Scientists are trying to make it rain in UAE what could go wrong

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Scientists are trying to make it rain in UAE what could go wrong

Driving coastward through Mississippi last month, I hit rain. First, it spat at the windshield, a few drops sprinkling down from the sky onto a 2009 Accord. Then the bucket tipped, the road disappearing into smudges of light and water cascading on glass in the milliseconds between frantic wiper swipes. I eased into a doughnut shop’s flooded parking lot and settled in to watch.


I was reminded of that downpour by an arresting series of short videos posted to Instagram last month by the United Arab Emirates’ National Center of Meteorology. In one, we see cars speeding through heavy rain while palm fronds shiver and the sun peers meekly through clouds, casting the scene in sepia tones. In another, we see the effects of a deluge: flooded streets, stationary vehicles, brown water streaming over-sand. A third shows S.U.V.s traversing what appears to be a bumper-deep lake.


It bears repeating that we are looking at the U.A.E. — specifically, at its cutting-edge highways, which are engineered to withstand extreme temperatures, allowing drivers to safely cross the desert on their way to ultramodern cities like Dubai and Abu Dhabi. We might expect to observe heat radiating off asphalt; we might expect sand, swept up by traffic, glinting in the overwhelming brightness. Instead, rain dumps down and bounces from the blacktop. The videographer’s slow pans from side to side seem to channel our incredulity. This is scarcely believable in a country where annual precipitation usually hovers around four inches. It’s as if every detail is being recorded, more than once, so the proof becomes incontrovertible. And whatever surprise you experience at seeing it may redouble when you read, via reports in The Washington Post, The Independent and elsewhere, that this surreal footage was a result of a technology called cloudseeding, which the U.A.E. has been refining for more than a decade.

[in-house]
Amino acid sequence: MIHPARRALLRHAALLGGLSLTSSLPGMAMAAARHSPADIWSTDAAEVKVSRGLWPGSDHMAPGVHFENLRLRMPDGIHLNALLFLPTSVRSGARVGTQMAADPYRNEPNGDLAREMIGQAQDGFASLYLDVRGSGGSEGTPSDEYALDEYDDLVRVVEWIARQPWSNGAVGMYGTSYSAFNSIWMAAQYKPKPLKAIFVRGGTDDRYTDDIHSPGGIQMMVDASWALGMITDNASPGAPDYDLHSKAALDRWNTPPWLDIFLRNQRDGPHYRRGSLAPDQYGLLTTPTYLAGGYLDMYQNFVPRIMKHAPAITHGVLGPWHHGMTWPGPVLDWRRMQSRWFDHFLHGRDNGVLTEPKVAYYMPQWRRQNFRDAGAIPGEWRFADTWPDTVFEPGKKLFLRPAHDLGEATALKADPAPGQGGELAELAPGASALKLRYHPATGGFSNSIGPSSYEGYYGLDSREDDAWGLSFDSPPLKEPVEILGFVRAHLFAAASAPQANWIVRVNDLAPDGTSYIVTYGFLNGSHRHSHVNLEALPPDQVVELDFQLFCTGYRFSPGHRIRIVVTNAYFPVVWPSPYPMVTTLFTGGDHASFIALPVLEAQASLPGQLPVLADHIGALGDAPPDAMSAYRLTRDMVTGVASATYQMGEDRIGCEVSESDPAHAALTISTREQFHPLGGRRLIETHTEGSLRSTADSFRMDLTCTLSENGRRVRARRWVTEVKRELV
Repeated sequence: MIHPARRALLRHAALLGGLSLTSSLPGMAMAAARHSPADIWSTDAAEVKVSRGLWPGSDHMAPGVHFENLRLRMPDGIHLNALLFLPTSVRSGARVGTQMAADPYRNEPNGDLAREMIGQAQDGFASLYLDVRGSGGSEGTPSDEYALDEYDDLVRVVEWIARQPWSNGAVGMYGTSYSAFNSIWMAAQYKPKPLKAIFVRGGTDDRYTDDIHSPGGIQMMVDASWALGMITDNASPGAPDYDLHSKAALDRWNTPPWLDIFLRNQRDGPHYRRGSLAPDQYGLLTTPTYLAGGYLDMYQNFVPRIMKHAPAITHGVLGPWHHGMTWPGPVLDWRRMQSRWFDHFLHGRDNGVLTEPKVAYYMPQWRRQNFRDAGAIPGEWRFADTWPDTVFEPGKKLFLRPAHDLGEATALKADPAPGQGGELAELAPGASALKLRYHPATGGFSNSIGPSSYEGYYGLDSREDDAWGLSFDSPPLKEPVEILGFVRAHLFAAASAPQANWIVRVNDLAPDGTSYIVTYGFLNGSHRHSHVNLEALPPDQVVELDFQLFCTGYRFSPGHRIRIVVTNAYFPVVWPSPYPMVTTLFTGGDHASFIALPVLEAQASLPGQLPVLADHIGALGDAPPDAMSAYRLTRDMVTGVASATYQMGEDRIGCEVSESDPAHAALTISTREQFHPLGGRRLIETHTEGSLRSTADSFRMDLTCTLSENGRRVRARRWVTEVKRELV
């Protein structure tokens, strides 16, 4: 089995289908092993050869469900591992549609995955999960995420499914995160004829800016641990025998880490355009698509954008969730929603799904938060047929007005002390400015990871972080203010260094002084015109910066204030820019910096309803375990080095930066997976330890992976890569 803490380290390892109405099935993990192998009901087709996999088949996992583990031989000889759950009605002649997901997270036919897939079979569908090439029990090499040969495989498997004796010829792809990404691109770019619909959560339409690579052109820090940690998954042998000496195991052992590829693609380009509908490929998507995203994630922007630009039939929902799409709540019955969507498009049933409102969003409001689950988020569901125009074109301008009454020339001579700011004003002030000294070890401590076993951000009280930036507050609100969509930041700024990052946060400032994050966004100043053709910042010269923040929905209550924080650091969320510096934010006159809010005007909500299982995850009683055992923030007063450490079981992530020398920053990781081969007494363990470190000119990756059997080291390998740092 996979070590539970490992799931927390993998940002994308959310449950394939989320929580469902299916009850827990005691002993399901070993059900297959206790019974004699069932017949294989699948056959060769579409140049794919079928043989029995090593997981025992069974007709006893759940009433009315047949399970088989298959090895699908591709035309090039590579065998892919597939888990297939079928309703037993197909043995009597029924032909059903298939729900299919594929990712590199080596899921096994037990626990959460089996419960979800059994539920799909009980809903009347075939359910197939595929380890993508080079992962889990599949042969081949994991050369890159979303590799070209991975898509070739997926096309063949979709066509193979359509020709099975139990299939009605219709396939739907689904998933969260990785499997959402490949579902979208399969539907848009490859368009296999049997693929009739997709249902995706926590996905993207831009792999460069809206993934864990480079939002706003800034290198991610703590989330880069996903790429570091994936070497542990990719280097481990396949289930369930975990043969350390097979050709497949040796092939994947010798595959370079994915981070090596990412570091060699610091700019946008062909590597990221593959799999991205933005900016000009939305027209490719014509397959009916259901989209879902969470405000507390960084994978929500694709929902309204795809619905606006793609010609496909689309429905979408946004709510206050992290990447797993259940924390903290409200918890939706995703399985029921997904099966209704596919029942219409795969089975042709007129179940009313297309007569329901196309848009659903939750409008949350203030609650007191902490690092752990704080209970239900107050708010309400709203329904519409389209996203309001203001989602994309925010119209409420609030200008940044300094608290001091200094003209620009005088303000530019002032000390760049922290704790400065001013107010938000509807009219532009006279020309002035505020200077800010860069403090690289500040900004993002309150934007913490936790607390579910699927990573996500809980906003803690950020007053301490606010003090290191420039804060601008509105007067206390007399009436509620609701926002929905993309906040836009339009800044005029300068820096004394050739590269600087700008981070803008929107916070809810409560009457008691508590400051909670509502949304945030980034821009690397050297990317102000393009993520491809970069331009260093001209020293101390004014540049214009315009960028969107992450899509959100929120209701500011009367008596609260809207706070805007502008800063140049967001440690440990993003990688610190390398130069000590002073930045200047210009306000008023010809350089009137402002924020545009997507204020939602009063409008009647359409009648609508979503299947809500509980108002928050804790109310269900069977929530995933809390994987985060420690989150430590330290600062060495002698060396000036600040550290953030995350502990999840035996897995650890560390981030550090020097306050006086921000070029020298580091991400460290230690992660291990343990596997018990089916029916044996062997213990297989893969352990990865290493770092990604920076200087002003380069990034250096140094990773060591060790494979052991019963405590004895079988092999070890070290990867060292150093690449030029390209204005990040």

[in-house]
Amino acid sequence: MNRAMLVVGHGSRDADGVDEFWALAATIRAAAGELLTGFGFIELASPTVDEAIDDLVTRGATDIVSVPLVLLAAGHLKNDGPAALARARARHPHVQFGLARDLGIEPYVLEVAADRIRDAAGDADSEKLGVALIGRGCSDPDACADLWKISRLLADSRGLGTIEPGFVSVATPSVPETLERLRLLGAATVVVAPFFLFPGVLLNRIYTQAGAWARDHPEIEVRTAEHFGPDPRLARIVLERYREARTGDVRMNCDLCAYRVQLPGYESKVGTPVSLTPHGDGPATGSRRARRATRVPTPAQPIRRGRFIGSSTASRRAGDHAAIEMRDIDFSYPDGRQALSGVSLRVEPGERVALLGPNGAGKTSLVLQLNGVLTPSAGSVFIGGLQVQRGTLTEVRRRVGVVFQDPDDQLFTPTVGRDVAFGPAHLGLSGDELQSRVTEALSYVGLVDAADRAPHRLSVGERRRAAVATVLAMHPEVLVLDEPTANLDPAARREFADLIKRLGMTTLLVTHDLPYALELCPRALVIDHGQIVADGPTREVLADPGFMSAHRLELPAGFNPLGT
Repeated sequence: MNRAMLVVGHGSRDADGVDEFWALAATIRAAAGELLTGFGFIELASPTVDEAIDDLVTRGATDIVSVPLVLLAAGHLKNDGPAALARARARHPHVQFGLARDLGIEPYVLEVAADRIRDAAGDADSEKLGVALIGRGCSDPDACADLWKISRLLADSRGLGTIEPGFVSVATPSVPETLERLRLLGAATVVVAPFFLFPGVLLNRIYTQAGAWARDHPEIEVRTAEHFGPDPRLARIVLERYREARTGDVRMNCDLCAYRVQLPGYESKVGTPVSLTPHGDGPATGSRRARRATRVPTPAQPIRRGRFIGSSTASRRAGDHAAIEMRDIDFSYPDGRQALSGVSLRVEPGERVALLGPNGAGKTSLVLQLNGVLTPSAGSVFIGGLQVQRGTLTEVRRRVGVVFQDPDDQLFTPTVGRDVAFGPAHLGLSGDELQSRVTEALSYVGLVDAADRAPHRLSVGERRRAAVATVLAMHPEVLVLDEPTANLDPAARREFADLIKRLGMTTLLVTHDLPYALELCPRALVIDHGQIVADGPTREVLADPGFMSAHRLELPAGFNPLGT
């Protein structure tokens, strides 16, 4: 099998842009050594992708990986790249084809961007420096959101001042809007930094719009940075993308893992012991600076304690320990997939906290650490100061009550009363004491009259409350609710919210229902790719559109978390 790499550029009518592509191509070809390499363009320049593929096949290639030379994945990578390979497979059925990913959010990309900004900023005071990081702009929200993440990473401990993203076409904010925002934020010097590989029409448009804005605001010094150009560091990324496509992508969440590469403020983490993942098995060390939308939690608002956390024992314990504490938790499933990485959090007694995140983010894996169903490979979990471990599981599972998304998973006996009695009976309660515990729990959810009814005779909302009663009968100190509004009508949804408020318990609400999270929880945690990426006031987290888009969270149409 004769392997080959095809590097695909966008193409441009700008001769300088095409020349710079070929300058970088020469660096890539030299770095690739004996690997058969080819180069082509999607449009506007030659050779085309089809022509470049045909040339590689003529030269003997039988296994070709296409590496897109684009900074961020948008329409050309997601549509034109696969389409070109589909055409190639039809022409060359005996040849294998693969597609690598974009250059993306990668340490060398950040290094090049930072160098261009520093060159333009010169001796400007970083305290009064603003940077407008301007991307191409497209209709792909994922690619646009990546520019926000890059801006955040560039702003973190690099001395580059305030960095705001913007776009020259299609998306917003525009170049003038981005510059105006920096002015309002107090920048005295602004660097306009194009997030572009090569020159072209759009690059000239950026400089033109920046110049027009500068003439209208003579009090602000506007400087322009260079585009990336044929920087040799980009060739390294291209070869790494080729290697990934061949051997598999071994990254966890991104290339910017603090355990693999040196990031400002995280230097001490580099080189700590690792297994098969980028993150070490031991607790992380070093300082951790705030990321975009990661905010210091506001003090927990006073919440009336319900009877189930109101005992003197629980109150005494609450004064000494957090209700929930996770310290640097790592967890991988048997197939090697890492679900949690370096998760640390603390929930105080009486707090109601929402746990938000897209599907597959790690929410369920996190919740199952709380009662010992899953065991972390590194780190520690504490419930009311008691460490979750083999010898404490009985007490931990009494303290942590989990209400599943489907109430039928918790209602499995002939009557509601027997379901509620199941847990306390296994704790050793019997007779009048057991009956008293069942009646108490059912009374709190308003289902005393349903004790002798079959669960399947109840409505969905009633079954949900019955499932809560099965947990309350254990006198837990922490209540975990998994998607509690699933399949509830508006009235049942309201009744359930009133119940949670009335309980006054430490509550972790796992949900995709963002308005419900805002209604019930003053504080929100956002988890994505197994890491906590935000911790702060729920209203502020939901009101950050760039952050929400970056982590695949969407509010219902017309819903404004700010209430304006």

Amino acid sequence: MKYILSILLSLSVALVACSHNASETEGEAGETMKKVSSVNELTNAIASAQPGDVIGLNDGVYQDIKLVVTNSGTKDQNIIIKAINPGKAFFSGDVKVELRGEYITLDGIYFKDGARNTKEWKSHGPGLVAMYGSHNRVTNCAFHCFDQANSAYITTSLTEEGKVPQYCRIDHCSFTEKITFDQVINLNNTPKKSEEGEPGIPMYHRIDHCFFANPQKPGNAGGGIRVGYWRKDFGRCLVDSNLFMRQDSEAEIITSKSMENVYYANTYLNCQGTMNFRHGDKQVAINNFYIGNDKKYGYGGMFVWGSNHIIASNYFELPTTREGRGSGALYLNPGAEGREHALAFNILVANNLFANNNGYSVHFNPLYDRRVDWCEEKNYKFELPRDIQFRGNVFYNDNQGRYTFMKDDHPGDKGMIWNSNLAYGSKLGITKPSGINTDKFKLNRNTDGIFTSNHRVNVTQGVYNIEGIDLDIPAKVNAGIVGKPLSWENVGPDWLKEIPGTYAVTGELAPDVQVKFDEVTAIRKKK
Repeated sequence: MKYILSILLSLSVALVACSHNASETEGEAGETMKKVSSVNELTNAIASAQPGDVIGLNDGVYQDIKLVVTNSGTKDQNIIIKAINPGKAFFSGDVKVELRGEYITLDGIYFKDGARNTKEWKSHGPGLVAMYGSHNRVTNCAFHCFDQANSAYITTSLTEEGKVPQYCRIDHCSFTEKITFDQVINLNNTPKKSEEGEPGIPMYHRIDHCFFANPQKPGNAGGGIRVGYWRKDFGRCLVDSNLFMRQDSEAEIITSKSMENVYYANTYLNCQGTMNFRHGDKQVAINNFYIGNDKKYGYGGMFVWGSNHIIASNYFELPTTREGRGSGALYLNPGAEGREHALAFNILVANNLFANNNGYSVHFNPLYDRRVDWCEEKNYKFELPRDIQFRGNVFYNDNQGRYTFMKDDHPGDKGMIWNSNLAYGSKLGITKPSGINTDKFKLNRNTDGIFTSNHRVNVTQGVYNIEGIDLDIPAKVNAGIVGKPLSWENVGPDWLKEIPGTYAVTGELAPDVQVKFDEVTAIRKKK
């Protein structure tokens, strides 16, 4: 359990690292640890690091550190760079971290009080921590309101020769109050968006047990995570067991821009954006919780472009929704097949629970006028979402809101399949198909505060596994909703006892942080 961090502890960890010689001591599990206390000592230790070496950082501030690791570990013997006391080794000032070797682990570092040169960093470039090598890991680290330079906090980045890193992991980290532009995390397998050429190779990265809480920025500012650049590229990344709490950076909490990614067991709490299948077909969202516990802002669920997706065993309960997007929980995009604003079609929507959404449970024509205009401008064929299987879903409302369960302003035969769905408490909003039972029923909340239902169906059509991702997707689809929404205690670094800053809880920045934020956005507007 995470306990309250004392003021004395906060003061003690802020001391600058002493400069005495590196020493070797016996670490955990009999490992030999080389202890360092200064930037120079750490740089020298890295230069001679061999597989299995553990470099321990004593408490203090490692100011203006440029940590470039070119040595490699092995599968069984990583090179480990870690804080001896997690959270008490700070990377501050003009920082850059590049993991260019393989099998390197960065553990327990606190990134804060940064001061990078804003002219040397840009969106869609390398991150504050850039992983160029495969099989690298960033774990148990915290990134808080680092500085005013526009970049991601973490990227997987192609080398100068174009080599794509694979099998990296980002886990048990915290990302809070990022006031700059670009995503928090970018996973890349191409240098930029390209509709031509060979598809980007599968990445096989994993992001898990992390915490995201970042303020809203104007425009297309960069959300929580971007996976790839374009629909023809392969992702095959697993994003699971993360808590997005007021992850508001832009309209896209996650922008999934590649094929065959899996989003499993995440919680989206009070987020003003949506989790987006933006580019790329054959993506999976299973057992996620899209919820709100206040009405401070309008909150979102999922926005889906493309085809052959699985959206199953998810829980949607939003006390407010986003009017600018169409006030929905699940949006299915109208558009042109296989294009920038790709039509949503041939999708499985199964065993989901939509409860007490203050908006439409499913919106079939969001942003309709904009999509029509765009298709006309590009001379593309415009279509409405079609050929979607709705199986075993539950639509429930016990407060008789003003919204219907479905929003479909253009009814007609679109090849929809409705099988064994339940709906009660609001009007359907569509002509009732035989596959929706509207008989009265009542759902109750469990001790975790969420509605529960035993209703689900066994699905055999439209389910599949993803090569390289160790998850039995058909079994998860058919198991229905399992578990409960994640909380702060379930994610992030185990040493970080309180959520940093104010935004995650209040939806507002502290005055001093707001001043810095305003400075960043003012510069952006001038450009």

Those reports may be slightly exaggerated. Cloudseeding traditionally refers to a set of weather-modification techniques in which a substance — salt, or silver iodide, or dry ice — is fired into a cloud to enhance precipitation, not single-handedly create it. For years, this has been done by planes; more recently, unmanned drones have been tried, releasing electrical charges that can have a similar effect. In theory, the seeding creates an attractive substrate for water molecules to coalesce around, forming droplets or crystals dense enough to fall to the ground without evaporating.


The U.A.E. is exploring this technology because its climate is dry and hot, and getting hotter as the planet warms. So far this year, temperatures have topped 125 degrees Fahrenheit in parts of the country. Complicating matters further is the Emirates’ exploding population: From 2005 to 2010, it nearly doubled, to about 8.5 million, and it now hovers around 10 million. More people need more water, and only 4 percent of the U.A.E.’s supply comes from renewable sources. To make up the difference, and to conserve what water it does have, the country has turned to desalination, which is expensive, and to cloudseeding, which is relatively cheap — and, assuming it can work at scale, may have the added benefit of temporarily making both the air and the nation’s social-media content cooler.



R4Rin Team
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